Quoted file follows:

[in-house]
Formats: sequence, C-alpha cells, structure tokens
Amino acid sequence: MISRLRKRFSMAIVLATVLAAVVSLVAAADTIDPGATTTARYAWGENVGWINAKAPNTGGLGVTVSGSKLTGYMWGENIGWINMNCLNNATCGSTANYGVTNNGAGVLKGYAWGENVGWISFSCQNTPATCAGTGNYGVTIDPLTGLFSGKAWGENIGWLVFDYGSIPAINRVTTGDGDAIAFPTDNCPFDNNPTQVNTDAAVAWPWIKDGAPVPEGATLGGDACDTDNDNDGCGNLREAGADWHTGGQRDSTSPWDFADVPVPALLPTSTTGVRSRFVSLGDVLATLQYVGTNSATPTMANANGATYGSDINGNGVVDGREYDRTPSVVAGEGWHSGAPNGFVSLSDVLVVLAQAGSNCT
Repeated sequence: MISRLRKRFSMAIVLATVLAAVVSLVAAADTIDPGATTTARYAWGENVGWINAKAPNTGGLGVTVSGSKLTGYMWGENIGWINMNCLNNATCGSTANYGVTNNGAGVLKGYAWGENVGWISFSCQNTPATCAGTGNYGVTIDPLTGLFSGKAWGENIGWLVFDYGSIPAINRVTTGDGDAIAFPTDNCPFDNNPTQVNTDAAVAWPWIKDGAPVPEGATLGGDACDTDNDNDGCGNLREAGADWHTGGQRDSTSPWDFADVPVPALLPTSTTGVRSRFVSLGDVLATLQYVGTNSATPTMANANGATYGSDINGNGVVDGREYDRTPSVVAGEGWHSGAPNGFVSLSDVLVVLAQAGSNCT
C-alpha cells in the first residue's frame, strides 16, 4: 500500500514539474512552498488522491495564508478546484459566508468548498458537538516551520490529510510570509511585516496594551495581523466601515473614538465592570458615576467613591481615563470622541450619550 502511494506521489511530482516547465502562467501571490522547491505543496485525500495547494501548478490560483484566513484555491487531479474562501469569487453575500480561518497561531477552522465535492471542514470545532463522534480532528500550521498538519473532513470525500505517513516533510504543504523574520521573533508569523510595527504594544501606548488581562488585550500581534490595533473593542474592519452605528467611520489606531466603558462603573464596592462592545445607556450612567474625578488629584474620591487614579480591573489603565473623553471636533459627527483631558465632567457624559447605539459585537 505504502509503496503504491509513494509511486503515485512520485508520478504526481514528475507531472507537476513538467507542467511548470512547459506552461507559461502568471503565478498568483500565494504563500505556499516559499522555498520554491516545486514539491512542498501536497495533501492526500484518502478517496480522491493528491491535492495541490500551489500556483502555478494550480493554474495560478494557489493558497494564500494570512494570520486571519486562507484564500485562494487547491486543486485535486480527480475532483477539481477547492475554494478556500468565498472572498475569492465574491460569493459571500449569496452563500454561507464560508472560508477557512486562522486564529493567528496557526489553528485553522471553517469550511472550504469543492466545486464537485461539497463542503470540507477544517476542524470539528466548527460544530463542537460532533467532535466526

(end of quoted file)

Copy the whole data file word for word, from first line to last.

[in-house]
Formats: sequence, C-alpha cells, structure tokens
Amino acid sequence: MISRLRKRFSMAIVLATVLAAVVSLVAAADTIDPGATTTARYAWGENVGWINAKAPNTGGLGVTVSGSKLTGYMWGENIGWINMNCLNNATCGSTANYGVTNNGAGVLKGYAWGENVGWISFSCQNTPATCAGTGNYGVTIDPLTGLFSGKAWGENIGWLVFDYGSIPAINRVTTGDGDAIAFPTDNCPFDNNPTQVNTDAAVAWPWIKDGAPVPEGATLGGDACDTDNDNDGCGNLREAGADWHTGGQRDSTSPWDFADVPVPALLPTSTTGVRSRFVSLGDVLATLQYVGTNSATPTMANANGATYGSDINGNGVVDGREYDRTPSVVAGEGWHSGAPNGFVSLSDVLVVLAQAGSNCT
Repeated sequence: MISRLRKRFSMAIVLATVLAAVVSLVAAADTIDPGATTTARYAWGENVGWINAKAPNTGGLGVTVSGSKLTGYMWGENIGWINMNCLNNATCGSTANYGVTNNGAGVLKGYAWGENVGWISFSCQNTPATCAGTGNYGVTIDPLTGLFSGKAWGENIGWLVFDYGSIPAINRVTTGDGDAIAFPTDNCPFDNNPTQVNTDAAVAWPWIKDGAPVPEGATLGGDACDTDNDNDGCGNLREAGADWHTGGQRDSTSPWDFADVPVPALLPTSTTGVRSRFVSLGDVLATLQYVGTNSATPTMANANGATYGSDINGNGVVDGREYDRTPSVVAGEGWHSGAPNGFVSLSDVLVVLAQAGSNCT
C-alpha cells in the first residue's frame, strides 16, 4: 500500500514539474512552498488522491495564508478546484459566508468548498458537538516551520490529510510570509511585516496594551495581523466601515473614538465592570458615576467613591481615563470622541450619550 502511494506521489511530482516547465502562467501571490522547491505543496485525500495547494501548478490560483484566513484555491487531479474562501469569487453575500480561518497561531477552522465535492471542514470545532463522534480532528500550521498538519473532513470525500505517513516533510504543504523574520521573533508569523510595527504594544501606548488581562488585550500581534490595533473593542474592519452605528467611520489606531466603558462603573464596592462592545445607556450612567474625578488629584474620591487614579480591573489603565473623553471636533459627527483631558465632567457624559447605539459585537 505504502509503496503504491509513494509511486503515485512520485508520478504526481514528475507531472507537476513538467507542467511548470512547459506552461507559461502568471503565478498568483500565494504563500505556499516559499522555498520554491516545486514539491512542498501536497495533501492526500484518502478517496480522491493528491491535492495541490500551489500556483502555478494550480493554474495560478494557489493558497494564500494570512494570520486571519486562507484564500485562494487547491486543486485535486480527480475532483477539481477547492475554494478556500468565498472572498475569492465574491460569493459571500449569496452563500454561507464560508472560508477557512486562522486564529493567528496557526489553528485553522471553517469550511472550504469543492466545486464537485461539497463542503470540507477544517476542524470539528466548527460544530463542537460532533467532535466526